This recipe is suitable for gluten free, grain free, dairy free and paleo diets and is only sweetened with dried fruit. It has been adapted from Teresa Cutter’s “Healthy Christmas Cake” recipe but has been given a boozy twist by soaking the dried fruit in a mix of brandy and whisky. Additional spices blend perfectly with the orange and the combination of dates, figs and raisins is heavenly. The cake is dense, moist and so full of flavour – the healthy makeover is just an added bonus!
This is the perfect topping for yoghurt bowls and smoothie bowls coming into summer. Many muesli recipes use a lot of added sweeteners and oils which can turn what should be a healthy food into the complete opposite! This recipe uses no oil and just a small amount of unrefined sweetener. It can also be packed into jars and gifted as DIY Christmas presents.
This soup is comforting, healthy, quick and nourishing, but above all, delicious. It is gluten free and dairy free and can be made vegan. The miso broth and the seaweed create a basic miso soup but the rest of the ingredients can be adapted to suit your tastes and dietary needs. Try different vegetables such as broccolini, zucchini and mushrooms and experiment with other proteins such as soft boiled eggs, tempeh or tofu, salmon, white fish or pork fillet.
This recipe is a staple winter breakfast that offers a perfect combination of healthy carbohydrates (from the oats and apples), good fats (from the tahini and yoghurt) and protein (from the flaxseed and yoghurt) as well as a good dose of fibre and omega 3. It is filling, satiating and tastes SO good.
Use the porridge recipe as a base and experiment with toppings. The flavour combinations are quite literally endless!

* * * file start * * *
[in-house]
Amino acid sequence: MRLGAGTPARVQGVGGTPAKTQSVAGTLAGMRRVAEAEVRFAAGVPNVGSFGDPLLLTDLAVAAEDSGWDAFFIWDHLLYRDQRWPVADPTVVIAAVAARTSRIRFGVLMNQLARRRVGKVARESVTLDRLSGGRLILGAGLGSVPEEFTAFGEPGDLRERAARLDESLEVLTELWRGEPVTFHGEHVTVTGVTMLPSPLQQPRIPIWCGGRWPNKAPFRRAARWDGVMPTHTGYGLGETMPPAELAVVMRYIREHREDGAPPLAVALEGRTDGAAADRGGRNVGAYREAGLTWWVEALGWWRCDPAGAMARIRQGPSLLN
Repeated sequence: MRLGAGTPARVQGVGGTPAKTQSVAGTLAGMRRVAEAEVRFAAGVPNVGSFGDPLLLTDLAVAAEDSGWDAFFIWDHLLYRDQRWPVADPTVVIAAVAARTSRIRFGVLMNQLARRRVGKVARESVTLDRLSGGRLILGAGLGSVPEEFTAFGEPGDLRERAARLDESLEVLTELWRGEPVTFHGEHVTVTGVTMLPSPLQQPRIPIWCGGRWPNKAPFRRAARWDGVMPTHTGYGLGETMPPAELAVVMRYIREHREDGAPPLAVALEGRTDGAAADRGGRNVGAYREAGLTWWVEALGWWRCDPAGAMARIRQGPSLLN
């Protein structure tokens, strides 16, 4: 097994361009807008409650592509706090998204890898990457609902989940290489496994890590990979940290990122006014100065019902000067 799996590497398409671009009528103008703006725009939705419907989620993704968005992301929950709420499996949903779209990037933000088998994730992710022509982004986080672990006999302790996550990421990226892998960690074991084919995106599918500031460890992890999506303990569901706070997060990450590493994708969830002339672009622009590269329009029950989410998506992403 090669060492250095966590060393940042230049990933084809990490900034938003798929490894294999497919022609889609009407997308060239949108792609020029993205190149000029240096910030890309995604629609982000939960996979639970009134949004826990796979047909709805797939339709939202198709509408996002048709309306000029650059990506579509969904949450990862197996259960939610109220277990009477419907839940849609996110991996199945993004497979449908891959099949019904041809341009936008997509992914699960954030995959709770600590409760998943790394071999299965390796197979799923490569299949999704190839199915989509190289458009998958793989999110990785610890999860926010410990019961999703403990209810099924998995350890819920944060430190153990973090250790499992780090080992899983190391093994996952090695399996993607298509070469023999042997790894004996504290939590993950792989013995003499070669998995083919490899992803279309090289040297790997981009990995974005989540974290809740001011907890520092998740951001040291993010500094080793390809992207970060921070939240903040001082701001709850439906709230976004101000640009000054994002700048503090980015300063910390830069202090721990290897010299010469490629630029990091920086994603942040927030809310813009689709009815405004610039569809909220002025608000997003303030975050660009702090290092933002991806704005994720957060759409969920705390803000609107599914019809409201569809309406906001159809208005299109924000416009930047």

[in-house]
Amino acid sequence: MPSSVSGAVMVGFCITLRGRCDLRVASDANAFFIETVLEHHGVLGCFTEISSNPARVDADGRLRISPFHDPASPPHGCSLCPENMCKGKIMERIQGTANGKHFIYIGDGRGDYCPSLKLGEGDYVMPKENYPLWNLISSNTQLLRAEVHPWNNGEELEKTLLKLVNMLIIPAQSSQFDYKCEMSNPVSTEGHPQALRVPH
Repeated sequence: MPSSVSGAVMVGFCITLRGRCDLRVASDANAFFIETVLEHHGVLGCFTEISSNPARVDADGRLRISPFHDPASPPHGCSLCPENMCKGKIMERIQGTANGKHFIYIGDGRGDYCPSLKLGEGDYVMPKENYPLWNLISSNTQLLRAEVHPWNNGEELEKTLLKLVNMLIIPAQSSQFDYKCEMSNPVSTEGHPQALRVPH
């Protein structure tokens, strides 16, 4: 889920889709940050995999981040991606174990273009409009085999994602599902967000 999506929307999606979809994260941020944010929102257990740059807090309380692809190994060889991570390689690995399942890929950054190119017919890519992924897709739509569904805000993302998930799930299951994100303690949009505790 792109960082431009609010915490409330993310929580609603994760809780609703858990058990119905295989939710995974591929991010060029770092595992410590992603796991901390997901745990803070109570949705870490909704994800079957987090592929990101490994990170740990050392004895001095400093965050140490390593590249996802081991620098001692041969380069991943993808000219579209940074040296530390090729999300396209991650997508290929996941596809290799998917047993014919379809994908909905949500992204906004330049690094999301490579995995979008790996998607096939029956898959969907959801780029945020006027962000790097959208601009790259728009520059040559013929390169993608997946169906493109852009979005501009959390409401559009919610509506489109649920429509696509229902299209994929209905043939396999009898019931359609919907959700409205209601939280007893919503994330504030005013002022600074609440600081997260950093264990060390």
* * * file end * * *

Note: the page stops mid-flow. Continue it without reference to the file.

So sweet potato toast has definitely gone viral. Here’s a recipe of sorts to guide you if you’ve never tried it. It’s a wonderful wholefoods alternative to bread and a great way to get more vegetables into your diet.
This recipe is so simple, quick and easy yet so good. It relies on the natural sweetness of strawberries so make sure you are buying them in season and at their best. Overly sweetened, sugar-filled jams hold little to no nutritional value but this raw chia jam preserves all of the nutrients of the fruit and gets a superfood hit from the chia seeds.
Traditional karidopita is definitely an indulgence. It is usually made with breadcrumbs, lots of butter and sugar. This variation uses rice malt syrup and raw honey for sweetness and contains a lot less butter than traditionally used. Ensure you use a good quality butter – we recommend an organic and grass fed variety. This recipe is gluten free, grain free, paleo and lactose free and is easily adaptable to be dairy free. It is full of warming spices and an earthiness that makes it a perfect winter dessert.